Harsh Snehanshu is a former entrepreneur and author of 4 books. His latest book Because Shit Happened: What NOT to do in a start-up traces the story of a failed start-up, and was published in 2012. This book still tops the charts at popular ecommerce stores.
This is a reblog about his standpoint on Amazon’s entry in India:
Amazon was launched yesterday; a wait that I – as a technologist, ex-entrepreneur and an author – had been desperately hoping to get over as soon as it can. And it did.
I have fond memories with Amazon, especially in relation to Quora. I began my Quora “career” by answering one question about Junglee’s strategic advantage for Amazon, where I speculated its entry, its game-plan, its strategy with Junglee.
The reason why I’m happy with Amazon’s entry has less to do with my technology and entrepreneurial background, but more to do with my being an author. The Indian e-commerce space delving into books was more or less saturated and price points were almost fixed before Amazon launched itself yesterday. If Flipkart sold a book at x rupees, Homeshop18 or Landmarkonthenet will sell it at approximately (x-10) rupees – and thus the race went on. Since Homeshop18 etc weren’t able to compete with Flipkart in books, they had nullified the shipping cost to acquire price-governed users. I don’t know how much of that helped them, since the customer being price-sensitive would never be loyal to them.
The bestselling books on these sites, especially on Flipkart, were pre-defined not only because of humongous volumes sold but also because of a lot of influence and money-pumping by publishers as well as authors who opted for advertisements of their books on Flipkart, targeting the heart of the book-buying market. Consider this:
Snapshot from Flipkart
Right now, the advertisement-space on the right shows Flipkart’s own ad, but till a month ago, almost on all the individual pages of books, you would have observed a particular book listed on the side-advertisement space – most of you would remember a book called Tantra by Adi by a debut author being advertised on that space till about a month ago. Ethically, there is nothing wrong with this – but what a particular book’s explicit advertisement on a site as popular as Flipkart does is that it accelerates its sales, and authors and publishers, who don’t have deep pockets suffer because of them, which is tad unfair especially when the buyers are majorly influenced by the featured bestsellers on the site. The fact that sales on flipkart can be influenced via flipkart doesn’t go down well with me, because it loses the essence of its bestseller list. [pullquote align=”right”]The chief reason why I’m happy about the advent of Amazon – it has bred a new bestseller’s list – which is hourly updated which you can see on their website unlike Flipkart where humongous volumes that were sold in the past don’t allow new books to climb up the bestseller ladder.[/pullquote]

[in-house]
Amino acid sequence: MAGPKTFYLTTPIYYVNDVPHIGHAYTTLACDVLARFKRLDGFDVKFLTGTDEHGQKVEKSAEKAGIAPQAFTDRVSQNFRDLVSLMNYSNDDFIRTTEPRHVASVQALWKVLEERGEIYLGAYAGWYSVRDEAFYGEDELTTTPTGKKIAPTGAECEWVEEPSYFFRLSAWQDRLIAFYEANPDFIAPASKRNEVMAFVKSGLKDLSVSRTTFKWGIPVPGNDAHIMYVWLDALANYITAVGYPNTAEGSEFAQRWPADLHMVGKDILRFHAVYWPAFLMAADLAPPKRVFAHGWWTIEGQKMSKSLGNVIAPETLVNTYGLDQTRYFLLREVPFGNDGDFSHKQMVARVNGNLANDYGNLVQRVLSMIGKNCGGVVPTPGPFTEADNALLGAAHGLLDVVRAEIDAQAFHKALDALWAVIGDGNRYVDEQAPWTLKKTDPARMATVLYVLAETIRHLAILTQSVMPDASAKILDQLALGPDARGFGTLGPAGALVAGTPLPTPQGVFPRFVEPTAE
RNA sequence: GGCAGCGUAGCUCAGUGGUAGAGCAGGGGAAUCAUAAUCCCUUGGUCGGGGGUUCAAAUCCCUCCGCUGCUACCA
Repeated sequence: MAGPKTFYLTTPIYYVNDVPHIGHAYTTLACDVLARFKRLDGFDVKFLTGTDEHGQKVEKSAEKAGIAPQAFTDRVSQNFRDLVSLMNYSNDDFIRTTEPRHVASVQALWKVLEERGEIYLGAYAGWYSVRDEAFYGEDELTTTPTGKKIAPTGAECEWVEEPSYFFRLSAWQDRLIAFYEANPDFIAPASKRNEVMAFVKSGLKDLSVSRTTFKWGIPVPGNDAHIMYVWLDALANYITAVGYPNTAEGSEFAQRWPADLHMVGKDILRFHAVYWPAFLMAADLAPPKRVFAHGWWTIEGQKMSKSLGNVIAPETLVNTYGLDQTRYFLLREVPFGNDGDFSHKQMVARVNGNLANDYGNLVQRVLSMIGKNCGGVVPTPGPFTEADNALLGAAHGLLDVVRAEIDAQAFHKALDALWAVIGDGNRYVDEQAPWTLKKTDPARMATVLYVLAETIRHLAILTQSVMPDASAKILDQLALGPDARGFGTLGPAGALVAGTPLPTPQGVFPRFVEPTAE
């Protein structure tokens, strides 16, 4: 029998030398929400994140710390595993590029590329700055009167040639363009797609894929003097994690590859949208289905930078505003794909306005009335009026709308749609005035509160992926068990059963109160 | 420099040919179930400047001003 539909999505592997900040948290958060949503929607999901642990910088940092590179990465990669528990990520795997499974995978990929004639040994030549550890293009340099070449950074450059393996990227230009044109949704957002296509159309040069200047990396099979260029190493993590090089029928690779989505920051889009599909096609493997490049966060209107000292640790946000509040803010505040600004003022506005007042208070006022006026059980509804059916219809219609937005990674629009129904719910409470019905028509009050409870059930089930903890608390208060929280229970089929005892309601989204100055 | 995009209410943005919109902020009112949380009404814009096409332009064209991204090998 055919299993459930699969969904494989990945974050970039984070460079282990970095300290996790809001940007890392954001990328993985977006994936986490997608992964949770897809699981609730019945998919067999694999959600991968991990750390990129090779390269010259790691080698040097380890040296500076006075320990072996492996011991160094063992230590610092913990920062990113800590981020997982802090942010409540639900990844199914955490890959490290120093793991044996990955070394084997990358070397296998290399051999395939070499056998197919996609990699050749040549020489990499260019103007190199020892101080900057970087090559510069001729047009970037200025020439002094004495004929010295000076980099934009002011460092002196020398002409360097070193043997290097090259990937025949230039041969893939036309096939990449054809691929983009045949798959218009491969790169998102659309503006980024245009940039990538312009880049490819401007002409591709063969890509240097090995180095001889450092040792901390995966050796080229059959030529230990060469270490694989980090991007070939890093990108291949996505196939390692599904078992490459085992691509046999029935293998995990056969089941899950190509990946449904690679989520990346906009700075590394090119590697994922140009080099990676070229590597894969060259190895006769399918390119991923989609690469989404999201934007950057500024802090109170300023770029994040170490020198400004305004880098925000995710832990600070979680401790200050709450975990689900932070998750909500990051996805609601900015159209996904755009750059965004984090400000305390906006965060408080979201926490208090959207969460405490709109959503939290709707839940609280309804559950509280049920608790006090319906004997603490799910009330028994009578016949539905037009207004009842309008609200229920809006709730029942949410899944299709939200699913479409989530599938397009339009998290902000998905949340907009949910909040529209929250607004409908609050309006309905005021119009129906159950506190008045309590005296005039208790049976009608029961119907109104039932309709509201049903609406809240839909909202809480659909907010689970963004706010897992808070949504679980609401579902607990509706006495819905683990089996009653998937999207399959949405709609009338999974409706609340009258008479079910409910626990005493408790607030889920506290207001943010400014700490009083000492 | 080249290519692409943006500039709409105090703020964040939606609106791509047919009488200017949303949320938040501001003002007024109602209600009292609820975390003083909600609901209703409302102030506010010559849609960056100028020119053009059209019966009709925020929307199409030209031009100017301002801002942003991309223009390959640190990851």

And that’s the chief reason why I’m happy about the advent of Amazon – it has bred a new bestseller’s list – which is hourly updated which you can see on their website unlike Flipkart where humongous volumes that were sold in the past don’t allow new books to climb up the bestseller ladder. And I’m hoping, unlike Flipkart, Amazon will stick to Amazon.com’s philosophy of editor’s picks, instead of Flipkart-like commercial advertising-based recommendations.
I hope that Amazon’s entry brings out the good books languishing in absence of marketing resources by authors-without-deep-pock
By the way, I am happy to inform that my book is doing well. You might like to check: Because Shit Happened: What Not To Do In A Start-up, which traces the real-life story of a failed start-up.
It’s currently on the number 4 of Amazon’s “Business, Strategy & Management” bestsellers category. (http://www.amazon.in/Bec
Credits: Author Image